by: Edward Douglas, Below the Line
If you’ve been watching Joseph Gordon Levitt’s Mr. Corman on Apple TV+, you will have already noticed the way the creator and star of the show has been inserting fantasy sequences into the grim reality of his title character, an L.A. school teacher who just can’t seem to get all aspects of his life together.
If you haven’t watched Episode 3, “Happy Birthday,” then you might want to hold off on reading this “Making the Scene,” as we talk about a very specific moment in between Levitt and his character’s mother, as played by Debra Winger. Most of the episode seems like a fairly straightforward dramatic discussion between mother and son, but then, suddenly, the two of them break out into a musical dance number. It’s done so seamlessly that it almost seems impossible.
When Below the Line spoke to the show’s Cinematographer, Jaron Presant, ASC, we had to learn how that transition was achieved so seamlessly.
“One of the things we did was that I got chromaticity coordinates of all the different lights at the gas station where they pull over. There’s this blend of real shots on location and green screen shots on a stage well after the fact,” he explained, elaborating on techniques discussed in our earlier interview. “We shot the wide on location, and then we also shot that same wide on stage. When we shot on location we shot both the pull up and exit but also a backplate of just the car. So you’ve got a backplate that’s real world, you’ve got a full shot that’s all real world where they can drive up and they can drive away. And you’ve got an element of them on stage with light that’s matched exactly to the real world light.”
From there, he got into some of the more technical aspects of making the transition so seamless. “What that ended up allowing us to do is start on the real-world wide shot, then we cut to some close-ups, and then we cut straight back to that same wide shot, except this time, that wide shot, is actually a composite, using the green screen element and the gas station backplate, so that we can make the world dissolve away.”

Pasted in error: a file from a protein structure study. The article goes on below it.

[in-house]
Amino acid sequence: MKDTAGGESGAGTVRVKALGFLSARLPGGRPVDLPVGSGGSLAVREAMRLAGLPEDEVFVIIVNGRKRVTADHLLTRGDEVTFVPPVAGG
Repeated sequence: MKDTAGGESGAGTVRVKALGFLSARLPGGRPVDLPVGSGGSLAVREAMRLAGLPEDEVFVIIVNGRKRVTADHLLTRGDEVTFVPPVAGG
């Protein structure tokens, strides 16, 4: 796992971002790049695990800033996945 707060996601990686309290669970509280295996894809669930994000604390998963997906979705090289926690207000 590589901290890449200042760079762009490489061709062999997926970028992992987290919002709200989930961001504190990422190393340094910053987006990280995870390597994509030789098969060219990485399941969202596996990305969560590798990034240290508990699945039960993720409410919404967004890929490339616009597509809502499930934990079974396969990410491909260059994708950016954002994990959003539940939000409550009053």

“We can do the same thing in the opposite direction,” Presant continued. “We can bring the world back, but in regards to the light, all the color is exactly matched because of working with xy. The other thing that we did is I wrote a handheld algorithm for handheld movement on the image. (Note: As also explained in more detail in the previous interview.) While the conceit of the whole show is all handheld, how we actually got to that place is a variety of camera support systems. Sometimes, we were truly handheld on someone’s shoulder, and sometimes we were on Steadicam, and sometimes we were on a Ronin. In those shots that go to and from the dance sequence, we were actually literally just on a dolly. What we did was we ran it through my handheld algorithm, and because it’s an algorithm, we can actually adjust the variables to ramp the entire thing up and down as much as we want. The camera, when you first cut back to it, has this handheld motion that gradually fades away, as we transition into Josh’s fantasy in his mom’s house set. The same thing happens on the back end, where when they’re dancing, and everything’s fluid and stable in the dream sequence. When it slams back into reality, the camera ramps up the handheld, and it feels like it’s handheld again.”
The first three episodes of Mr. Corman are now available on Apple TV+ with new episodes every Friday. All photos courtesy of Apple.